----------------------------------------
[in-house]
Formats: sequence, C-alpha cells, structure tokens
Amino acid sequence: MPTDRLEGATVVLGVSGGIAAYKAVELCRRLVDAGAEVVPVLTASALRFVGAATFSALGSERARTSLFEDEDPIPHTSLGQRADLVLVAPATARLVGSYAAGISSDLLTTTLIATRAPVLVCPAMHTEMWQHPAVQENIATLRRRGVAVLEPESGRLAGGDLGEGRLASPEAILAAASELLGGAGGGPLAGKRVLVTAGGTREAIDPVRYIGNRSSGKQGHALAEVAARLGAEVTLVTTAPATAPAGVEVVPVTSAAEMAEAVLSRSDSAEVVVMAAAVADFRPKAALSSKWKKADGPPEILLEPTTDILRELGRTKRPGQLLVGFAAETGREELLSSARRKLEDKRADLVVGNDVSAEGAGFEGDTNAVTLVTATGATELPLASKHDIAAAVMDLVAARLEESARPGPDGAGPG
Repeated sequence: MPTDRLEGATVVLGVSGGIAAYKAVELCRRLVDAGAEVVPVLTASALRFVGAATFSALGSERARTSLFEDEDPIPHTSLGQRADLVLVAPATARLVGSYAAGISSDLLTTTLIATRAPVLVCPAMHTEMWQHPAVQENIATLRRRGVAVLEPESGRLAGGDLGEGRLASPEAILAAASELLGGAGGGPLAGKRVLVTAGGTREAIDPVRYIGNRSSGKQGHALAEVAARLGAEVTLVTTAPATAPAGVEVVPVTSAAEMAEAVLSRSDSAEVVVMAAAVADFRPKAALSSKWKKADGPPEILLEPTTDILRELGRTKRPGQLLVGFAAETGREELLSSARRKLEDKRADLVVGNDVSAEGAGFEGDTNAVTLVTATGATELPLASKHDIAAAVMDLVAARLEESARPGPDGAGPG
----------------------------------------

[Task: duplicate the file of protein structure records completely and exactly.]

[in-house]
Formats: sequence, C-alpha cells, structure tokens
Amino acid sequence: MPTDRLEGATVVLGVSGGIAAYKAVELCRRLVDAGAEVVPVLTASALRFVGAATFSALGSERARTSLFEDEDPIPHTSLGQRADLVLVAPATARLVGSYAAGISSDLLTTTLIATRAPVLVCPAMHTEMWQHPAVQENIATLRRRGVAVLEPESGRLAGGDLGEGRLASPEAILAAASELLGGAGGGPLAGKRVLVTAGGTREAIDPVRYIGNRSSGKQGHALAEVAARLGAEVTLVTTAPATAPAGVEVVPVTSAAEMAEAVLSRSDSAEVVVMAAAVADFRPKAALSSKWKKADGPPEILLEPTTDILRELGRTKRPGQLLVGFAAETGREELLSSARRKLEDKRADLVVGNDVSAEGAGFEGDTNAVTLVTATGATELPLASKHDIAAAVMDLVAARLEESARPGPDGAGPG
Repeated sequence: MPTDRLEGATVVLGVSGGIAAYKAVELCRRLVDAGAEVVPVLTASALRFVGAATFSALGSERARTSLFEDEDPIPHTSLGQRADLVLVAPATARLVGSYAAGISSDLLTTTLIATRAPVLVCPAMHTEMWQHPAVQENIATLRRRGVAVLEPESGRLAGGDLGEGRLASPEAILAAASELLGGAGGGPLAGKRVLVTAGGTREAIDPVRYIGNRSSGKQGHALAEVAARLGAEVTLVTTAPATAPAGVEVVPVTSAAEMAEAVLSRSDSAEVVVMAAAVADFRPKAALSSKWKKADGPPEILLEPTTDILRELGRTKRPGQLLVGFAAETGREELLSSARRKLEDKRADLVVGNDVSAEGAGFEGDTNAVTLVTATGATELPLASKHDIAAAVMDLVAARLEESARPGPDGAGPG